Emerging Nanotechnology Research in Vietnam
Miwako Waga (Global Emerging Technology Institute)
It is no exaggeration to say that not a day has passed in the last 20 months without our reading news about "nanotechnology" in the print media and on the internet. While a great deal of work is still being done in nanotech basic research, there are a growing number of large and small companies in industrially advanced and developing countries that plan to bring nanotech-enabled products to the marketplace. Nanotechnology will create a new world of products that could amount to $1 trillion per year in 10-15 years, according to Dr. Mihail Roco, Chair of the US National Science and Technology Council's Subcommittee on Nanoscale Science, Engineering and Technology. Such a new world would require 2 million nanotech workers worldwide, according to Dr. Roco in comments made at a recent conference. The International Workshop on Nanophysics and Nanotechnology (IWONN'02) held in June 2002 in Hanoi showcased a number of nanotechnology research topics that are currently being actively pursued in Vietnam. There were presentations on the development of silicon micro-machined piezo-resistive sensors, the growth of carbon nanotubes and diamond nano-crystallites for electron field-emission devices, the development of giant magneto-resistance and magneto-striction in nanostructured multi-layers. The workshop also revealed that some cross-border cooperative research efforts are being conducted, such as those with Japanese and French universities.
Nanotechnology is poised to offer considerable research and market opportunities to scientists and engineers not only in advanced nations such as the US, Europe and Japan but also in developing economies like Vietnam. However, developing nations will have to overcome a number of challenges in producing and utilizing nano-scale scientific and technological knowledge in order to aide in their economic development. The first challenge is to overcome the very high cost of equipment that will be needed to conduct advanced research projects. As the size of the matter that is being manipulated shrinks to the nanometer level, more sophisticated equipment will be required. The acquisition of such equipment will be necessary in order to carry out productive research. The second challenge is to help domestic scientists keep up with the latest developments in nano-science and engineering around the world by providing them with access to international conferences, foreign journals and the internet. Today, the funding for nanotechnology research initiatives is said to total approximately $2 billion worldwide. Rapidly expanding research funding in advanced nations may only increase the information and knowledge gap between the haves and have-nots, unless advanced countries expand international scientific collaboration programs and accept researchers from developing countries. The third challenge is that developing economies generally do not have a large home market that will create a considerable demand for new nanotechnology-based products. The lack of market pull will be a weakness in transferring research results to industry in those countries. Unless there is a strong linkage between research topics in universities and research institutes and the technical problems in industry, the research will be done largely for the sake of scientific curiosity.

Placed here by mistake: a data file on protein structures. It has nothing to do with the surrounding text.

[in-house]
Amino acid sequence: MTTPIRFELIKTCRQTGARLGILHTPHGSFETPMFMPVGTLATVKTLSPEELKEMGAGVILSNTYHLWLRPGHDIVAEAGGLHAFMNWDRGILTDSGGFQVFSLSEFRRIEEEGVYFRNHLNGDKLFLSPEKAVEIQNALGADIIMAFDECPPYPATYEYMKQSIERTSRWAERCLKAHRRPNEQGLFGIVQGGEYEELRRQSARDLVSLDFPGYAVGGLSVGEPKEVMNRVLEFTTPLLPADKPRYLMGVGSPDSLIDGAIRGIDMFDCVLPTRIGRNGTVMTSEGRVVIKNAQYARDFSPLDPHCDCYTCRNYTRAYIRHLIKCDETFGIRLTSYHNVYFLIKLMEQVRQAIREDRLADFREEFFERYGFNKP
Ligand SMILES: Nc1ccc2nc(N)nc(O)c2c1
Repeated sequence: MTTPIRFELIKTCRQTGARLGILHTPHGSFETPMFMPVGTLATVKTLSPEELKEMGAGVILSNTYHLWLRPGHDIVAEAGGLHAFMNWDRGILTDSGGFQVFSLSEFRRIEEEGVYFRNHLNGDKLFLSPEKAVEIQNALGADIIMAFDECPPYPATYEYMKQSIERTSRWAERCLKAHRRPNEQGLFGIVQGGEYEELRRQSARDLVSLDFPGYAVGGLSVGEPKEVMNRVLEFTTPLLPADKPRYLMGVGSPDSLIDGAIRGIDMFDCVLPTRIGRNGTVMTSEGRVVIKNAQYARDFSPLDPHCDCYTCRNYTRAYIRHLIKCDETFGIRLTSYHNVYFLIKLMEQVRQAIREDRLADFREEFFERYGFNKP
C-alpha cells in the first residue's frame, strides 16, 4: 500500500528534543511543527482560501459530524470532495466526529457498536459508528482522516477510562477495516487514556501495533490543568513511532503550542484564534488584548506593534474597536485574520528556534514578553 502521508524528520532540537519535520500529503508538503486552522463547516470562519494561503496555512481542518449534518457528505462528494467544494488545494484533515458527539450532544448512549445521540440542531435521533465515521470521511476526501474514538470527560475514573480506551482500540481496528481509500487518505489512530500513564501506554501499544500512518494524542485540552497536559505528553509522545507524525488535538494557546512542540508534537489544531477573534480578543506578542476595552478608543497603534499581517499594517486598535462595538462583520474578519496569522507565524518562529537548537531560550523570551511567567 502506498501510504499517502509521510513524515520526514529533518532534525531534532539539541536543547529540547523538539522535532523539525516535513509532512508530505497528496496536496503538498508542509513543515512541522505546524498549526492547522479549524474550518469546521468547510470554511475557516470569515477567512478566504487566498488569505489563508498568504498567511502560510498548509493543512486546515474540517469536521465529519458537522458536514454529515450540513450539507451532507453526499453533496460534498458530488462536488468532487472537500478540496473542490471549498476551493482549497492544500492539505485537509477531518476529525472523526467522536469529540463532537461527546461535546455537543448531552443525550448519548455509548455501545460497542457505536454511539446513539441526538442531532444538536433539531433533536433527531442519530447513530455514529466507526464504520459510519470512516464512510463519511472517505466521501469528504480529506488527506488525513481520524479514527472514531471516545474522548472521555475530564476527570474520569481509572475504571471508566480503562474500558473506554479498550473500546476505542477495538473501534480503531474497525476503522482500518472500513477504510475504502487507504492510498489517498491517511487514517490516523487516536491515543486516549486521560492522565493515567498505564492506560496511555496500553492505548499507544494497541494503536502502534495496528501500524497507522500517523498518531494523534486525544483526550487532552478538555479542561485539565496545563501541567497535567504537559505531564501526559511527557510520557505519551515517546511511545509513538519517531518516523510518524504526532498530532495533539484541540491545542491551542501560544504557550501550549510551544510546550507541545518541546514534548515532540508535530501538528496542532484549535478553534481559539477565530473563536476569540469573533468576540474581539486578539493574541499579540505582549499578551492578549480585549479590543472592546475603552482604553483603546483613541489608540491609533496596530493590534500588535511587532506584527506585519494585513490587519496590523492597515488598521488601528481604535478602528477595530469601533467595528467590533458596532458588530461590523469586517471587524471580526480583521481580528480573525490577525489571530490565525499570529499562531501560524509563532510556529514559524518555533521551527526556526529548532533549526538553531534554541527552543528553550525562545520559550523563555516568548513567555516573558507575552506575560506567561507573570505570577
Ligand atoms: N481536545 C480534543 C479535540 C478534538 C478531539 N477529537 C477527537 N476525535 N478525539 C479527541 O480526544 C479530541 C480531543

The market opportunities offered by nanotechnology are potentially enormous. What would be a sensible strategy for developing countries to develop? There is no simple answer to this question, but education seems to be the key to success. In the case of Vietnam, the Institute of Materials Science, National Center for Science and Technology (NCST) plays an important role in education and research in nanotechnology and materials science. The US offers international funding, research and educational opportunities for nanotechnology development in Vietnam. For instance, the US Air Force Research Laboratory's Asian Office of Aerospace Research and Development supports innovative research projects in Asia. Their support enables Asian scientists to attend conferences in the US. In addition, the US government will soon start a scholarship program for Vietnamese students to study in the US. The first meeting of the US-Vietnam Joint Committee for Science & Technology Cooperation was held in Hanoi in November 2001 and the second meeting is scheduled in Washington DC this coming November. Strengthening international cooperation may eventually help the US better prepare for the increased demand for skilled nanotechnology workers.
International scientific cooperation for securing motivated foreign researchers also seems particularly pertinent to Japan, where the population is forecast to peak out early in the 21st century if the current birth rate remains constant. Support for cross-border cooperative research programs in science and technology, supporting activities in developing nations such as Vietnam, should be regarded as a strategic investment by advanced nations.